President Barack Obama announced his 2012 budget proposal Monday, throwing a few bones to people living in retirement and attempting to wrest a few away.
Here's how the 2012 budget proposal would most directly affect your retirement planning:
Money in retirees' pockets. The biggest offering is a $250 "economic recovery" payment that would cost $15 billion and offset the rising cost of Medicare, keeping most Social Security recipients even with what they receive this year when, for the second year in a row, there is no cost-of-living raise.
More opportunities to save. Obama proposes requiring employers that don't currently offer a retirement plan to at least set up an IRA plan and automatically enroll employees. Employees can opt out, but research shows that most don't. To sweeten the deal for employers, the budget proposal includes a plan to double the amount employers can deduct to offset startup costs from $500 to $1,000.
More money for Social Security. The proposal would increase funding to the Social Security Administration to pay for more workers and technology to reduce backlogs, including the two-year backlog of disability claims.
Better pension guarantees. The Pension Benefit Guaranty Corp., the government agency that insures private sector pensions, can't currently adjust the premium it charges the companies whose retirement plans it guarantees. The budget plan would give PBGC that ability, which means it can charge companies whose finances are shaky more money than it charges companies with solid plans. This is likely to put the program on more solid footing and encourage companies to pay attention to the financial condition of their plans.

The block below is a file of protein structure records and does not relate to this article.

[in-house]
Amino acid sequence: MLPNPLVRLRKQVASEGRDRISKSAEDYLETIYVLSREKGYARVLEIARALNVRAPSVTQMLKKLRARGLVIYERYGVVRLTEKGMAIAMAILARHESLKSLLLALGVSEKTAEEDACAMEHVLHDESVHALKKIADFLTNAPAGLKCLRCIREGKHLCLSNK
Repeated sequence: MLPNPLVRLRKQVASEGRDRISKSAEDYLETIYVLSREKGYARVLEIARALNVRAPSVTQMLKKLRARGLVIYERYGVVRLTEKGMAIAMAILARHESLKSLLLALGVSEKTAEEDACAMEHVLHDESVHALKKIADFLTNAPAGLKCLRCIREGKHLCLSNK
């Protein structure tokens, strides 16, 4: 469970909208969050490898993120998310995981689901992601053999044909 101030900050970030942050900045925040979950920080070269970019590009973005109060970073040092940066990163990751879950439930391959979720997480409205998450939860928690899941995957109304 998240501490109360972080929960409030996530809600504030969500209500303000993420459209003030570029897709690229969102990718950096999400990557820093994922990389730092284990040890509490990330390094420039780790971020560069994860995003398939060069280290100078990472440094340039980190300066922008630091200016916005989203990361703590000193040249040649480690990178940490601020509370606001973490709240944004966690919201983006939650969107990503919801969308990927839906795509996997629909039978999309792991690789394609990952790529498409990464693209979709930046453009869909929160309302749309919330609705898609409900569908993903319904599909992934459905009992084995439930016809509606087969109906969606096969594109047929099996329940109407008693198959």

However, some of the proposals aren't so retiree friendly:
Cuts in senior job program. The budget plan would cut 45 percent from the Senior Community Service Employment Program, which helps unemployed older adults who need to remain in or return to the work force. The program is limited to people with incomes no higher than 125 percent of the federal poverty line -- currently $13,613. The National Council on Aging calculates that cutting this program would result in the loss of over 55,000 part-time jobs.
Upping estate taxes. The proposal would raise the estate tax in 2013 to what it was in 2009 with a $3.5 million estate tax exemption per person, a $1 million per person gift- and generation-skipping tax exemption and a 45 percent tax rate on everything else. The program does allow portability of the estate tax exemption for couples, allowing any unused exemption when the first spouse dies to be added to the exemption available when the surviving spouse passes on.